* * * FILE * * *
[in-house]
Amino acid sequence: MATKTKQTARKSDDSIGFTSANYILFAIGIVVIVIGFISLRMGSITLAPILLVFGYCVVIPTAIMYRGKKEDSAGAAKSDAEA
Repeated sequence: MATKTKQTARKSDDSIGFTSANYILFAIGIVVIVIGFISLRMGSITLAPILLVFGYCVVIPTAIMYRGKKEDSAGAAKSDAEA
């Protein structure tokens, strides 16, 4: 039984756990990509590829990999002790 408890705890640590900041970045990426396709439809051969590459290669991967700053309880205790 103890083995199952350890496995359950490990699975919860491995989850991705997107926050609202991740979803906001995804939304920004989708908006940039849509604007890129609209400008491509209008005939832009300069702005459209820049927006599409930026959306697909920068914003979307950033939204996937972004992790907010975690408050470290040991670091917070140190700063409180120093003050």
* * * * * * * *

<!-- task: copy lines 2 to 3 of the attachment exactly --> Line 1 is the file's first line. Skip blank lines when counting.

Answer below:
Amino acid sequence: MATKTKQTARKSDDSIGFTSANYILFAIGIVVIVIGFISLRMGSITLAPILLVFGYCVVIPTAIMYRGKKEDSAGAAKSDAEA
Repeated sequence: MATKTKQTARKSDDSIGFTSANYILFAIGIVVIVIGFISLRMGSITLAPILLVFGYCVVIPTAIMYRGKKEDSAGAAKSDAEA